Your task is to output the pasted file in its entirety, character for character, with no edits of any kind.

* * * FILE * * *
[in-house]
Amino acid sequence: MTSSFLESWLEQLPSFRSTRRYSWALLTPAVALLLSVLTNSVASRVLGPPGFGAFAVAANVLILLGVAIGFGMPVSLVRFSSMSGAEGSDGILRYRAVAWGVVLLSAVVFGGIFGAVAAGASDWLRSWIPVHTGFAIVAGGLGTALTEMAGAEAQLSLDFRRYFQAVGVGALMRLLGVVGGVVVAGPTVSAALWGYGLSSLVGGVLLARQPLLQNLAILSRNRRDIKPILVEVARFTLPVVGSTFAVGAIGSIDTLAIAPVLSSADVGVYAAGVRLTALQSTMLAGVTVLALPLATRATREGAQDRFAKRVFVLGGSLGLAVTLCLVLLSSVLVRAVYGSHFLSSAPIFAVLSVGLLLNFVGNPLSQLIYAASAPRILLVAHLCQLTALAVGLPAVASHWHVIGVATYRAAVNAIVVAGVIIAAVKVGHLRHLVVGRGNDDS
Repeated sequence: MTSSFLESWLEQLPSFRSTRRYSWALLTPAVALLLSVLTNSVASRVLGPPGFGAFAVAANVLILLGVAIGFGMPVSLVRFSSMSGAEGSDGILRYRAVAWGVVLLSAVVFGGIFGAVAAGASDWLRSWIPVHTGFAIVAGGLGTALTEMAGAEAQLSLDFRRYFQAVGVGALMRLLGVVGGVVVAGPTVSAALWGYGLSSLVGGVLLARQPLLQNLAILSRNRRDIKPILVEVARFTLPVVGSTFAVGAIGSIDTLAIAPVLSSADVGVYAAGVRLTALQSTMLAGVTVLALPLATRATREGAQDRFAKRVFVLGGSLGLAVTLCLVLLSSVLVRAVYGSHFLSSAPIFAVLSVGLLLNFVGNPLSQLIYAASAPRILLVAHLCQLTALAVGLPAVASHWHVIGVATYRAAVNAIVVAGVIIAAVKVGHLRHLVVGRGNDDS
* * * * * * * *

[in-house]
Amino acid sequence: MTSSFLESWLEQLPSFRSTRRYSWALLTPAVALLLSVLTNSVASRVLGPPGFGAFAVAANVLILLGVAIGFGMPVSLVRFSSMSGAEGSDGILRYRAVAWGVVLLSAVVFGGIFGAVAAGASDWLRSWIPVHTGFAIVAGGLGTALTEMAGAEAQLSLDFRRYFQAVGVGALMRLLGVVGGVVVAGPTVSAALWGYGLSSLVGGVLLARQPLLQNLAILSRNRRDIKPILVEVARFTLPVVGSTFAVGAIGSIDTLAIAPVLSSADVGVYAAGVRLTALQSTMLAGVTVLALPLATRATREGAQDRFAKRVFVLGGSLGLAVTLCLVLLSSVLVRAVYGSHFLSSAPIFAVLSVGLLLNFVGNPLSQLIYAASAPRILLVAHLCQLTALAVGLPAVASHWHVIGVATYRAAVNAIVVAGVIIAAVKVGHLRHLVVGRGNDDS
Repeated sequence: MTSSFLESWLEQLPSFRSTRRYSWALLTPAVALLLSVLTNSVASRVLGPPGFGAFAVAANVLILLGVAIGFGMPVSLVRFSSMSGAEGSDGILRYRAVAWGVVLLSAVVFGGIFGAVAAGASDWLRSWIPVHTGFAIVAGGLGTALTEMAGAEAQLSLDFRRYFQAVGVGALMRLLGVVGGVVVAGPTVSAALWGYGLSSLVGGVLLARQPLLQNLAILSRNRRDIKPILVEVARFTLPVVGSTFAVGAIGSIDTLAIAPVLSSADVGVYAAGVRLTALQSTMLAGVTVLALPLATRATREGAQDRFAKRVFVLGGSLGLAVTLCLVLLSSVLVRAVYGSHFLSSAPIFAVLSVGLLLNFVGNPLSQLIYAASAPRILLVAHLCQLTALAVGLPAVASHWHVIGVATYRAAVNAIVVAGVIIAAVKVGHLRHLVVGRGNDDS